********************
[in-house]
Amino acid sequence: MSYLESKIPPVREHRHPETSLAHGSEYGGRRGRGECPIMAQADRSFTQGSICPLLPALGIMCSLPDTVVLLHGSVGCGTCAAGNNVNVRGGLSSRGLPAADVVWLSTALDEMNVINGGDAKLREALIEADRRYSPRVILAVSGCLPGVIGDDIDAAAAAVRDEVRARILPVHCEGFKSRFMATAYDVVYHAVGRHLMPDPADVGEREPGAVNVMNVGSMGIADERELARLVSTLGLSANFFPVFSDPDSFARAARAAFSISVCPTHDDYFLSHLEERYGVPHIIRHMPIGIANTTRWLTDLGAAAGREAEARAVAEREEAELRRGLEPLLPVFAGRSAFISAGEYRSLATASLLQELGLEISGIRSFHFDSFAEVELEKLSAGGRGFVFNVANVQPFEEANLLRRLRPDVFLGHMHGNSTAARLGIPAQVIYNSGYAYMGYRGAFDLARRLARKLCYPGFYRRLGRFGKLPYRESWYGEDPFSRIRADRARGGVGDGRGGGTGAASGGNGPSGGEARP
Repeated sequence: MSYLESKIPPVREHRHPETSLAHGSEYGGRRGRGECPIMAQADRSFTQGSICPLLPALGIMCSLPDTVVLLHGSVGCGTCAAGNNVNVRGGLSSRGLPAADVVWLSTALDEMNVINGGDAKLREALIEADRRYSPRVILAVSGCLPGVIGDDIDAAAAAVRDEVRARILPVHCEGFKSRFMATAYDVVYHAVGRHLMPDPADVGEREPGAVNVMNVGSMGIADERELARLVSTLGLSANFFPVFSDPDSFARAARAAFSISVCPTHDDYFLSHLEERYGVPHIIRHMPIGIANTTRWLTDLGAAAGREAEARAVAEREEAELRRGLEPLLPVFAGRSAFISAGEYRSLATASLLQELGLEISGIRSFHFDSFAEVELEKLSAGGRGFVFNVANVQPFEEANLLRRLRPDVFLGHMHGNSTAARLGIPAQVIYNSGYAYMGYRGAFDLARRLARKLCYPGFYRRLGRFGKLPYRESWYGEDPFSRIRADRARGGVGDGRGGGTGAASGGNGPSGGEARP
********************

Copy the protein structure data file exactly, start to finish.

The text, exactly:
[in-house]
Amino acid sequence: MSYLESKIPPVREHRHPETSLAHGSEYGGRRGRGECPIMAQADRSFTQGSICPLLPALGIMCSLPDTVVLLHGSVGCGTCAAGNNVNVRGGLSSRGLPAADVVWLSTALDEMNVINGGDAKLREALIEADRRYSPRVILAVSGCLPGVIGDDIDAAAAAVRDEVRARILPVHCEGFKSRFMATAYDVVYHAVGRHLMPDPADVGEREPGAVNVMNVGSMGIADERELARLVSTLGLSANFFPVFSDPDSFARAARAAFSISVCPTHDDYFLSHLEERYGVPHIIRHMPIGIANTTRWLTDLGAAAGREAEARAVAEREEAELRRGLEPLLPVFAGRSAFISAGEYRSLATASLLQELGLEISGIRSFHFDSFAEVELEKLSAGGRGFVFNVANVQPFEEANLLRRLRPDVFLGHMHGNSTAARLGIPAQVIYNSGYAYMGYRGAFDLARRLARKLCYPGFYRRLGRFGKLPYRESWYGEDPFSRIRADRARGGVGDGRGGGTGAASGGNGPSGGEARP
Repeated sequence: MSYLESKIPPVREHRHPETSLAHGSEYGGRRGRGECPIMAQADRSFTQGSICPLLPALGIMCSLPDTVVLLHGSVGCGTCAAGNNVNVRGGLSSRGLPAADVVWLSTALDEMNVINGGDAKLREALIEADRRYSPRVILAVSGCLPGVIGDDIDAAAAAVRDEVRARILPVHCEGFKSRFMATAYDVVYHAVGRHLMPDPADVGEREPGAVNVMNVGSMGIADERELARLVSTLGLSANFFPVFSDPDSFARAARAAFSISVCPTHDDYFLSHLEERYGVPHIIRHMPIGIANTTRWLTDLGAAAGREAEARAVAEREEAELRRGLEPLLPVFAGRSAFISAGEYRSLATASLLQELGLEISGIRSFHFDSFAEVELEKLSAGGRGFVFNVANVQPFEEANLLRRLRPDVFLGHMHGNSTAARLGIPAQVIYNSGYAYMGYRGAFDLARRLARKLCYPGFYRRLGRFGKLPYRESWYGEDPFSRIRADRARGGVGDGRGGGTGAASGGNGPSGGEARP